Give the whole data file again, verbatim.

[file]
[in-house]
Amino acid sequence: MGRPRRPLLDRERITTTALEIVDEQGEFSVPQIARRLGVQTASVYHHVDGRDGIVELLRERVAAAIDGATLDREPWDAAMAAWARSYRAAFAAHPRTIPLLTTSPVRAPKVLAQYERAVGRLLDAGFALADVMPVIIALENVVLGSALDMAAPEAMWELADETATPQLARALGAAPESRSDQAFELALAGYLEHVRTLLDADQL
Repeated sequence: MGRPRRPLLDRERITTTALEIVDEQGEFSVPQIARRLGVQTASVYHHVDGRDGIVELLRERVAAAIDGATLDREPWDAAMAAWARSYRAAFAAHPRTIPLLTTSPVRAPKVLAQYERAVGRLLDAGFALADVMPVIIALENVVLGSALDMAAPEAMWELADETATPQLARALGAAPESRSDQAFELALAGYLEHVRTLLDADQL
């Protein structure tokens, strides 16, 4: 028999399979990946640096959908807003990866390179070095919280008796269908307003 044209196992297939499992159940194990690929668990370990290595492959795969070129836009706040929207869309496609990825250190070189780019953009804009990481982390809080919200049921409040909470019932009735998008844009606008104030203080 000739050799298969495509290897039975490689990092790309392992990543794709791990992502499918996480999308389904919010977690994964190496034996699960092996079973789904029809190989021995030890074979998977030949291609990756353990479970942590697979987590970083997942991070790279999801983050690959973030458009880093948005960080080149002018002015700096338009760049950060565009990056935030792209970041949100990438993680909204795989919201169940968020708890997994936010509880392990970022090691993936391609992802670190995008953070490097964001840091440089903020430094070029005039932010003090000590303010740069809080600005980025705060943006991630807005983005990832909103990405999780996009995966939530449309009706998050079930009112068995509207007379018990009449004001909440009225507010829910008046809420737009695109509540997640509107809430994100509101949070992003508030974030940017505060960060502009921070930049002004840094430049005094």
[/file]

[in-house]
Amino acid sequence: MGRPRRPLLDRERITTTALEIVDEQGEFSVPQIARRLGVQTASVYHHVDGRDGIVELLRERVAAAIDGATLDREPWDAAMAAWARSYRAAFAAHPRTIPLLTTSPVRAPKVLAQYERAVGRLLDAGFALADVMPVIIALENVVLGSALDMAAPEAMWELADETATPQLARALGAAPESRSDQAFELALAGYLEHVRTLLDADQL
Repeated sequence: MGRPRRPLLDRERITTTALEIVDEQGEFSVPQIARRLGVQTASVYHHVDGRDGIVELLRERVAAAIDGATLDREPWDAAMAAWARSYRAAFAAHPRTIPLLTTSPVRAPKVLAQYERAVGRLLDAGFALADVMPVIIALENVVLGSALDMAAPEAMWELADETATPQLARALGAAPESRSDQAFELALAGYLEHVRTLLDADQL
């Protein structure tokens, strides 16, 4: 028999399979990946640096959908807003990866390179070095919280008796269908307003 044209196992297939499992159940194990690929668990370990290595492959795969070129836009706040929207869309496609990825250190070189780019953009804009990481982390809080919200049921409040909470019932009735998008844009606008104030203080 000739050799298969495509290897039975490689990092790309392992990543794709791990992502499918996480999308389904919010977690994964190496034996699960092996079973789904029809190989021995030890074979998977030949291609990756353990479970942590697979987590970083997942991070790279999801983050690959973030458009880093948005960080080149002018002015700096338009760049950060565009990056935030792209970041949100990438993680909204795989919201169940968020708890997994936010509880392990970022090691993936391609992802670190995008953070490097964001840091440089903020430094070029005039932010003090000590303010740069809080600005980025705060943006991630807005983005990832909103990405999780996009995966939530449309009706998050079930009112068995509207007379018990009449004001909440009225507010829910008046809420737009695109509540997640509107809430994100509101949070992003508030974030940017505060960060502009921070930049002004840094430049005094």